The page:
Catholic Herald reports that Equality minister Harriet Harman will ban the Catholic Church in Britain from insisting that priests remain celibate single men, the bishops have said.Church leaders will be powerless to stop ordained priests from marrying women or entering into same-sex civil partnerships under the terms of Miss Harman’s Equality Bill.Bishops would be unable to stop their priests from having sex change operations, living openly promiscuous lifestyles or engaging in any other activities seen as a legitimate form of sexual expression.Richard Kornicki, a former senior Home Office civil servant who serves as parliamentary coordinator for the bishops, said the Church could also be open to prosecution for sex discrimination if it turned away women or sexually active gay men who presented themselves as candidates for the priesthood. “The Government is saying that the Church cannot maintain its own beliefs in respect of its own priests,” he said.But if the Bill became law and the bishops defied the Government and stepped in to discipline errant clergy they could not only be sued for sexual discrimination but, in the worst-case scenario, they could also face imprisonment, unlimited fines and have Church assets sequestrated.Miss Harman’s proposals will inevitably put the Catholic Church on a collision course with the state – particularly in the form of the powerful Equality and Human Rights Commission – over the issue of religious freedom if they become law.The latest warning of the threat posed by the Bill was sounded in a briefing prepared this week by the Bishops’ Conference of England and Wales for Catholic peers ahead of the Second Reading of the Equality Bill in the House of Lords on Tuesday.The bishops explained that the Bill drastically reduces the ability of the Church to insist on the kind of lifestyles its employees lead.The Bill says that only those people who lead worship or teach doctrine can be expected to lead lives consistent with the moral teachings of the Christian faith. But a senior QC has informed the bishops that even the wording of this clause makes it “unlawful to require a Catholic priest to be male, unmarried or not in a civil partnership etc, since no priest would be able to demonstrate that their time was wholly or mainly spent either leading liturgy or promoting and explaining doctrine... the Bill fails to reflect the time priests spend in pastoral work, private prayer and study, administration, building maintenance, and so on”.The briefing says: “This contentious definition was drafted without consultation and has been maintained by the Government despite the concerns of the bishops’ conference and representations made by most religious bodies in the UK.”Mr Kornicki said the Church had been protesting to the Government about the Bill for two years but Ministers had refused to budge. “If they stopped to talk to people who actually do the job they might have got the drafting of the Bill right in the first place,” he said. The bishops are urging peers to fight to amend the clause to protect both the nature of the priesthood and the credibility of employees who would be “fatally compromised if their personal lives were openly at variance with the Church’s teaching”.Neil Addison, the director of the Thomas More Legal Centre, which was set up to defend religious liberty against the excesses of the authorities, said the Bill was lethally flawed because it treated religious ministers as employees rather than office holders.A barrister and expert on religious discrimination law, he said he doubted if the Government would be able to compel the Catholic Church to ordain women but said it would certainly not be able to order any priest how to behave once they were consecrated.It means that Catholic priests would be able to live any lifestyle they chose as long as it was acceptable to the state.Mr Addison said the Government was deliberately seeking a clash with the Church and was falsely claiming that European directive required British law to be changed. “The supporters of this Bill don’t understand why the churches don’t have women priests and gay clergy and they want them to have them,” he said.“The supporters of this Bill are very ideological. They want transsexuals to sue to remain priests; they would love that situation.”He added: “The exemptions for religion in existing discrimination law have all been tested by the courts and are all compliant with European law.“The Government is saying we have to change some of these things to comply with European law but that is simply not true. It is simply a lie. This is the Government and particularly Harriet Harman putting their own ideology on top of European requirements.”The Government has denied that the Bill would have such a damaging impact on the Church. “The definition of employment ‘for the purposes of organised religion’ in paragraph 2 (8) of Schedule 9 in the Equality Bill covers ministers of religion such as Catholic priests,” a spokesman said. “The Solicitor General [Vera Baird] explicitly clarified this during the Commons Public Bill Committee.”In their correspondence with Church leaders civil servants have insisted that as long as all priests spent at least 51 per cent of their time leading worship and preaching the Gospel the Church would be protected from hostile legal actions.But the bishops say the priestly ministry is so diverse – involving pastoral work, private prayer and study, administration and building maintenance, for instance – that it is impossible to guarantee that such a condition could be met. They also object to the Government effectively defining what priests must do.The English bishops had earlier warned the Government that the Bill could effectively spell the end to public celebration of Christmas. They also said that Catholic schools and care homes could be forced to remove crucifixes and holy pictures from their walls in case they offend atheist cleaners.An amendment to the Bill to protect the liberty of churches was voted down in the House of Commons last week. Tabled by Labour MP David Drew, it would have safeguarded the right of religious organisations to restrict their posts to people whose conduct is consistent with the Bible’s teachings. It was defeated by 314 to 170 votes. (SOURCE:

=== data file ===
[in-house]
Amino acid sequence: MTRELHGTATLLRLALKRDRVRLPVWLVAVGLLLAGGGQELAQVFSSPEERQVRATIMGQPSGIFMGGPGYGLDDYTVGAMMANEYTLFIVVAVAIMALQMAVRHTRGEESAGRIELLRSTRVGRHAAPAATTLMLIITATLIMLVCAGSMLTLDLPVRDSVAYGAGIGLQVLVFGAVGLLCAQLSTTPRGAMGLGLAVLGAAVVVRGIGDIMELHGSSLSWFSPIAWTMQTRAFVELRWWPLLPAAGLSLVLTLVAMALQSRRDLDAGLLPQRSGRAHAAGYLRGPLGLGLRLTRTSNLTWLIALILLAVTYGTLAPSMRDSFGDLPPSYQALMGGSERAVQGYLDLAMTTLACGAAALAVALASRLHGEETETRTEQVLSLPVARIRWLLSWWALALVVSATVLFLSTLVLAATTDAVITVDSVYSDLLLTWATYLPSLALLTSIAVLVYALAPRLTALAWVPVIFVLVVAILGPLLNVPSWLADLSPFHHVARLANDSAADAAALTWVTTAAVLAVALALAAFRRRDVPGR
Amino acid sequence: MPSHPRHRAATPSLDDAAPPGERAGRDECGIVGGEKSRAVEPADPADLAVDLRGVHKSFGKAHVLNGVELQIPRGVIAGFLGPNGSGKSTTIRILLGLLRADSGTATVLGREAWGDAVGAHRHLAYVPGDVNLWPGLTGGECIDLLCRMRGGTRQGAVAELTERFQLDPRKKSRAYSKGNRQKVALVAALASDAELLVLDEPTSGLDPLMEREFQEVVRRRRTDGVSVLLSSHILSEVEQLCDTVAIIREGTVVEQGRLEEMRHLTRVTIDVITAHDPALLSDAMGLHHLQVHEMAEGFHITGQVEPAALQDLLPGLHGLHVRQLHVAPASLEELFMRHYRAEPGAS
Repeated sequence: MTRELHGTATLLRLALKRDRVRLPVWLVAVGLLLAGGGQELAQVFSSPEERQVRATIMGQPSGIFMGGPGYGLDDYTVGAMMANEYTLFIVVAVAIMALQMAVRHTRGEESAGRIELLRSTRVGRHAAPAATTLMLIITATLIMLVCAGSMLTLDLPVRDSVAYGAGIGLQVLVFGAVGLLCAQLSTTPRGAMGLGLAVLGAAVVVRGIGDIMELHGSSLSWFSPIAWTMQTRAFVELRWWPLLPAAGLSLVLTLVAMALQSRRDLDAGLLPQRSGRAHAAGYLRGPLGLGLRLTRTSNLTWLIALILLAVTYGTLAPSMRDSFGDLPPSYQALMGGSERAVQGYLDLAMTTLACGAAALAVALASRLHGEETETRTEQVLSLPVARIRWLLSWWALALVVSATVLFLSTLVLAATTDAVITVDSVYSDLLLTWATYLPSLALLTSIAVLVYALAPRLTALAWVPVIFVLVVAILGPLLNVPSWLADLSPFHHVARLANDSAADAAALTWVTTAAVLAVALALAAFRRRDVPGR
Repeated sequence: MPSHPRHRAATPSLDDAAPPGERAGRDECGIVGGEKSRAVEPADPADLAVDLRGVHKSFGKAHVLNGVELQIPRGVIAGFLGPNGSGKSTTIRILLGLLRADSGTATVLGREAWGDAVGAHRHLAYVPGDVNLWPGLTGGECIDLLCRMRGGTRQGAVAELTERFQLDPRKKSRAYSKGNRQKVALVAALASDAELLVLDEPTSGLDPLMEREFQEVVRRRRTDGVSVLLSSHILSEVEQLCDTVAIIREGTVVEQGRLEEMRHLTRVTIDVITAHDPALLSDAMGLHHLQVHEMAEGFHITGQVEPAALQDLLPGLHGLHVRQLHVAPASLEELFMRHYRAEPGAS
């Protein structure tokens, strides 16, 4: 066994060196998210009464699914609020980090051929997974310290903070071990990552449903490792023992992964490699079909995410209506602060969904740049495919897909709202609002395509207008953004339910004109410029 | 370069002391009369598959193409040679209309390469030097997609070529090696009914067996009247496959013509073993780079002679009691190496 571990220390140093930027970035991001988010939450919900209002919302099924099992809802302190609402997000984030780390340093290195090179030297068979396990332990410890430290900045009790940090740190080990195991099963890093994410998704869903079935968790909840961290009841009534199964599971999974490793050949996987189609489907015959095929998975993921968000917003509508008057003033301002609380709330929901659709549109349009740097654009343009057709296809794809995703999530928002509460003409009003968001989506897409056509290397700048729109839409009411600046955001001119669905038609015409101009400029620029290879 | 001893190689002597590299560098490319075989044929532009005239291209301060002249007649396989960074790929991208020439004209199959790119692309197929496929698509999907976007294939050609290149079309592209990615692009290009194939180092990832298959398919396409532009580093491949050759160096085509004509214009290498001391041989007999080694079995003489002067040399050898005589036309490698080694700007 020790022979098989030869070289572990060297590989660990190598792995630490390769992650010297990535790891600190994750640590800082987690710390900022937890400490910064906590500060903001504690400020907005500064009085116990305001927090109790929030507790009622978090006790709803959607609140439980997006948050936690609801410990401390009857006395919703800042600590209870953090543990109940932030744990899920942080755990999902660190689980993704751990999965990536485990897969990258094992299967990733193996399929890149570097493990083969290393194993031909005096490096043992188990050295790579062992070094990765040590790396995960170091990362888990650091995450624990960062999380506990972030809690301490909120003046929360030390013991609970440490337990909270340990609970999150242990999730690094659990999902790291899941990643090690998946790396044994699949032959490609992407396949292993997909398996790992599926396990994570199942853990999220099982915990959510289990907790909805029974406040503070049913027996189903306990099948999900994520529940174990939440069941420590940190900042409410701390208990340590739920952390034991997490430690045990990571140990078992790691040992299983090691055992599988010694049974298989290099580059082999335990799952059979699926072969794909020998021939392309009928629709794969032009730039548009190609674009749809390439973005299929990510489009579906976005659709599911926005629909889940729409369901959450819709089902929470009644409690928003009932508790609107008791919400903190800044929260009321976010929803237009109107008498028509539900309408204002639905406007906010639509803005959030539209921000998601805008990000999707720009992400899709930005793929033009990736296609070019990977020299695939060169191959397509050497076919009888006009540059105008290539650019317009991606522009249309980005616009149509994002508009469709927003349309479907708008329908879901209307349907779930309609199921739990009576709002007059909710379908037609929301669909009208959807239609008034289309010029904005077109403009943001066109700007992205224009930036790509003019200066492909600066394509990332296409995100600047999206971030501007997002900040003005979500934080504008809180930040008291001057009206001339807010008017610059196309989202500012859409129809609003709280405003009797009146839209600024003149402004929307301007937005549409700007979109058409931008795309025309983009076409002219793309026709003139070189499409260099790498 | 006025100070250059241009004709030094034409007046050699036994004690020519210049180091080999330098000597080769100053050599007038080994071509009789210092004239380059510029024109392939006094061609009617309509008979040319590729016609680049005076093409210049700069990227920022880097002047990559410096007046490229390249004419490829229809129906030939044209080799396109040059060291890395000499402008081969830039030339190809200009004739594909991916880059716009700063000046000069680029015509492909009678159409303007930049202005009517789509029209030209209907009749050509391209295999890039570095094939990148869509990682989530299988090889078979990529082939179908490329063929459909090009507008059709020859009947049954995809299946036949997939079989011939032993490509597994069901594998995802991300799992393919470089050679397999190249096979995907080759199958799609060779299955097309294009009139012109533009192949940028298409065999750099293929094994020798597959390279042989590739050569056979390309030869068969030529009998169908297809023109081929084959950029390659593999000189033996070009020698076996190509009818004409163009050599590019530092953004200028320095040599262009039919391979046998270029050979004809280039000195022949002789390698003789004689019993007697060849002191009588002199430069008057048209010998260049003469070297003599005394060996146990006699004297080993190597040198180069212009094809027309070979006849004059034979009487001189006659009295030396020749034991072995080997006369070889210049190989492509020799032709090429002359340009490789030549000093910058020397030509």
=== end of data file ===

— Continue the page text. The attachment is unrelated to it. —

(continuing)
CISA reports that Malteser International has started relief measures in the districts of Marsabit, Samburu and Isiolo, the most severely affected north of the country with a population of 365,000 people.